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Look at Rachel Libeskind

There are the pieces Libeskind knits together in her postmodern bricolage — archival photos are flexible as silkscreens. Warped by the fabric, famous faces stare at the viewer — and what can one do but stare back? Libeskind wants you to look. Despite the serious, personal and political nature of many of these works, they can also be shockingly humorous. She tells me I’m allowed to laugh.


A recent installation and performance called “The Day The Father Died,” curated by Mitra Khorasheh at tANJA gRUNERT highlights Libeskind’s flexibility. She deftly weaves together her practices, people mill about inspecting the paintings and projections on the wall, anticipating the performance to come.


When the time comes, Libeskind’s bare feet slap on concrete as she explains the Soviet Union over a recording of theatrical sobbing. She asks the crowd, “Why would authoritarian rulers love to use the idea of crying little girls? I have no idea.”



But then she goes on to explain, she does indeed have an idea. She has surrounded herself with an idea of these girls, dressed in neat white tennis skirts and red scarves, thin shapely legs marching about, performing acts of grief in braided pigtails. One plays the violin, one cleans the floor with a tangle of mops, one drops rose petals down an aisle, one makes paper airplanes and throws them from the top of the stairs, one brushes the top of my head with a sheaf of golden wheat, all while the artist herself throws bottles of ink at portraits of Stalin pinned to the clean white walls. Where factories once mass-produced posters like this, Libeskind has made these herself. The act is an homage to her grandmother, a Holocaust survivor, and her very real act of defiance against tyranny.



Do you feel a responsibility to be political in art? Does it add to the sense of urgency to produce?


To be an artist in a capitalist world is an implicitly radical act, which inherently rejects the societal categorization that capitalism rests upon. Personally, it is not my imperative to always make work which is overtly political. The politics of my existence and the topics I choose to investigate are in many ways political enough. To make work that asks people to look at the world they inhabit, or the history they represent, is political. I feel a sense of urgency to produce work that really shakes people out of their comfortable positions in society.



You mentioned the way painting is in a different realm outside other forms of art, why do you choose to engage with both painting and these other mediums? What was the process of learning these different methods of creating, how much was taught in school vs figured out along the way?


Of all of the mediums I use, painting is the only one I "learned" in school. I choose to engage with all the mediums I can because I don't want to limit myself. New mediums mean new techniques, which means new ways of conveying new ideas. My work is informed by the many mediums I like to play around with. To me, providing viewers with different forms that all speak to a single topic is a way to access more people, and more parts of them. Video is a fluid, familiar language we all now speak and understand. Video gives the viewer an immediate entrance into my visual world, and (hopefully) serves as a key for people to look back to when they feel confused or perhaps lost in my strange world they have entered. The paintings serve a similar purpose, paintings themselves are windows into another world — whether you are a well-versed consumer of art, or someone with little exposure to contemporary work, paintings are accessible as a form and give viewers a negotiating ground to examine some of the signs and symbols in the greater work.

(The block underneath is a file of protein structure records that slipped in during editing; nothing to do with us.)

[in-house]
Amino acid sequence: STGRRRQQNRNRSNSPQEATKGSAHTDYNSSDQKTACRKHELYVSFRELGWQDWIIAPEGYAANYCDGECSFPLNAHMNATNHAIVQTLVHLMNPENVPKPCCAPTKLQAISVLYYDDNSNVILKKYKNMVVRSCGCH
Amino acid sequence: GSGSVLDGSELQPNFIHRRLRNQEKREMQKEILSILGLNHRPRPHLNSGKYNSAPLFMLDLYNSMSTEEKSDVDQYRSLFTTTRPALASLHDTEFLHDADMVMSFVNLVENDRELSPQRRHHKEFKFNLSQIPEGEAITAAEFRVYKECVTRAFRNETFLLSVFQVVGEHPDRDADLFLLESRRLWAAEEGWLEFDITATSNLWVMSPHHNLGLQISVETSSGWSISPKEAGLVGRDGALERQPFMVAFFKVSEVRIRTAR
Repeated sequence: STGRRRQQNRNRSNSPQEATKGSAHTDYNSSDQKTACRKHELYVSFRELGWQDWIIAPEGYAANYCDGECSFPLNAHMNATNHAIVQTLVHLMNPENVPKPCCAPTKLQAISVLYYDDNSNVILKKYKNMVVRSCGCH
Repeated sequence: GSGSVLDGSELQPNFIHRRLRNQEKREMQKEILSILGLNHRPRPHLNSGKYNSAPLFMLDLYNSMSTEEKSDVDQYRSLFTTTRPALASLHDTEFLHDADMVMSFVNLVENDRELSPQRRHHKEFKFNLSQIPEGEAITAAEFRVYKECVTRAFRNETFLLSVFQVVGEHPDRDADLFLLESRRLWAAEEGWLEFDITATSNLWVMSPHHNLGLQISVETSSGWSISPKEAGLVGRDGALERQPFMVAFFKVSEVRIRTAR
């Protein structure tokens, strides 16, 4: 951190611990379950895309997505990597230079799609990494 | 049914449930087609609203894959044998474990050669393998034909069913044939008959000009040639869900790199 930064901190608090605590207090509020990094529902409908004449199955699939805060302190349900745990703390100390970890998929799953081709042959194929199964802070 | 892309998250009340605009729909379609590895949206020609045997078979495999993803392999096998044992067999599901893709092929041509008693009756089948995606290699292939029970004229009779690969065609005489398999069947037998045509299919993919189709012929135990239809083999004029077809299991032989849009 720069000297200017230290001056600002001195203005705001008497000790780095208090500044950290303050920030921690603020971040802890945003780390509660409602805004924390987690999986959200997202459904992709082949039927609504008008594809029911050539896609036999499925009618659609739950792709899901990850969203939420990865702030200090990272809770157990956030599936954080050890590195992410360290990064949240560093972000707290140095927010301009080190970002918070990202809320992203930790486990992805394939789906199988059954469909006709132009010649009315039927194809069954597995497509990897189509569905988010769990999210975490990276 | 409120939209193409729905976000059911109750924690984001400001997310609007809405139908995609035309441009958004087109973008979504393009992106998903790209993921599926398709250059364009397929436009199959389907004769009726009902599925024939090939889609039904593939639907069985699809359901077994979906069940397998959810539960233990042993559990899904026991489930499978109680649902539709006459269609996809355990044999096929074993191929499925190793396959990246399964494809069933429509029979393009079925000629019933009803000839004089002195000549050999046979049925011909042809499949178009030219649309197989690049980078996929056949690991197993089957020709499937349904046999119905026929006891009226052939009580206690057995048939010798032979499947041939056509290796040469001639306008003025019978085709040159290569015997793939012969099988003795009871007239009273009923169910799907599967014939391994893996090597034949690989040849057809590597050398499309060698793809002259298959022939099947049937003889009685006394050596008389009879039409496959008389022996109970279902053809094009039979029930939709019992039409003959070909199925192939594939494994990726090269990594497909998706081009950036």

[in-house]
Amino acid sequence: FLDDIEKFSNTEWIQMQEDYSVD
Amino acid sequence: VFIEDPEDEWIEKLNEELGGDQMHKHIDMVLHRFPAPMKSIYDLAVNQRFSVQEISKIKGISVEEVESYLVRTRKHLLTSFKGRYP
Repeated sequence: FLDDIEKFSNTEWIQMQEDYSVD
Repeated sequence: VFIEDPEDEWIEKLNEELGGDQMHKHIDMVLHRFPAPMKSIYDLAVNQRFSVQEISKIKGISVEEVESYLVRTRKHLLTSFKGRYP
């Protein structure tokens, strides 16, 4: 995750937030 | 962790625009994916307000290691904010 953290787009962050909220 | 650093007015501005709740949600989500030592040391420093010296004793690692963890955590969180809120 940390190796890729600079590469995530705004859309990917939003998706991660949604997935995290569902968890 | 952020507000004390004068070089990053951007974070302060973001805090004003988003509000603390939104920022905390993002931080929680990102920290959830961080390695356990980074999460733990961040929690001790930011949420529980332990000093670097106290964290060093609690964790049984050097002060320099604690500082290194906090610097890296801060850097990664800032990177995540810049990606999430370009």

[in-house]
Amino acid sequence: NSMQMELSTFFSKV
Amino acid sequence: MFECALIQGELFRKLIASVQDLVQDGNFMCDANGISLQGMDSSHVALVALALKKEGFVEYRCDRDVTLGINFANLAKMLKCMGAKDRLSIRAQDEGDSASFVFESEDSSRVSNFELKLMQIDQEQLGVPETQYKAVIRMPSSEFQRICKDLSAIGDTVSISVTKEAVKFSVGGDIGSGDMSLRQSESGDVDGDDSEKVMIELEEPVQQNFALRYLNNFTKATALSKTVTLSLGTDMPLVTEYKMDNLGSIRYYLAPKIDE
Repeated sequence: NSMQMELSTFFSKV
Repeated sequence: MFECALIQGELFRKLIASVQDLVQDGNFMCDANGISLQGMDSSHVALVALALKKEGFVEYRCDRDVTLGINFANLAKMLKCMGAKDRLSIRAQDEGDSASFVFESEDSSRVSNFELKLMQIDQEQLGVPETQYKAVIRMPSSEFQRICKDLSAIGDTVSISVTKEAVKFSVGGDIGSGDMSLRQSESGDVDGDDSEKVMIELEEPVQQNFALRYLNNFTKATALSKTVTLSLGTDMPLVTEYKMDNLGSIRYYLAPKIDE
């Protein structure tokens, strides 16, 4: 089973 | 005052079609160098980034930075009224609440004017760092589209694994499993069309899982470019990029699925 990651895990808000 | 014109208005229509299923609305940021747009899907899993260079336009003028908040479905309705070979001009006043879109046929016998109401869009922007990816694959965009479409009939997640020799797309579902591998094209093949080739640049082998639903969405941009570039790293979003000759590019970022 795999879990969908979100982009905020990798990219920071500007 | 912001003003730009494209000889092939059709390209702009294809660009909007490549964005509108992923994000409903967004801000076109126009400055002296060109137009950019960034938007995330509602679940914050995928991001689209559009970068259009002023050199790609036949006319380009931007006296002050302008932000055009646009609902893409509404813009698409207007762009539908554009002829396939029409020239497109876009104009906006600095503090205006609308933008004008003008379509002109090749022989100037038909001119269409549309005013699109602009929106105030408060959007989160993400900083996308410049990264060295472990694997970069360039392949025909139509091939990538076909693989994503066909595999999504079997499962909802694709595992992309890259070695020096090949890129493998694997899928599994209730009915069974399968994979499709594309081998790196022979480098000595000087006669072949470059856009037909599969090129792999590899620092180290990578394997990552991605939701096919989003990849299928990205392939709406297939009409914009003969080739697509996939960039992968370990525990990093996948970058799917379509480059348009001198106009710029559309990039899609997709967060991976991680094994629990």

What led to you to engage with performance art? When I think of performance art, I tend to picture this feminine/feminist trajectory, with artists like Marina Abramovic, Laurie Anderson and Carolee Schneemann. How much do you think you align/depart from this tradition?


Performing has an immediacy for the artist that no other form offers. It is flexible and immediate and strange, and forces the artist performing to confront their own selves as makers and as narrators for a larger story. Performing for me also gives me another vehicle to share my ideas — another context to explore how people react or feel about different topics, visual cues and symbols. Women are always performing in society. To be "a woman" is not a biological distinction, but rather a performative one. The way we are conditioned to dress, to smile, to cover our mouths when we laugh too hard, to walk, to strut, to bat our eyelashes, to kneel, to be modest, to be sexy, to be desirable, to be easy-going, and so on and so forth. Our lives as women are full of a constant, shifting performance. I think that is why women show up as performance artists, ready to go, having trained their entire lives in the performance of self.


Check out some more of Rachel's recent work, from her show at NYC's New Release Gallery in October 2017, below.

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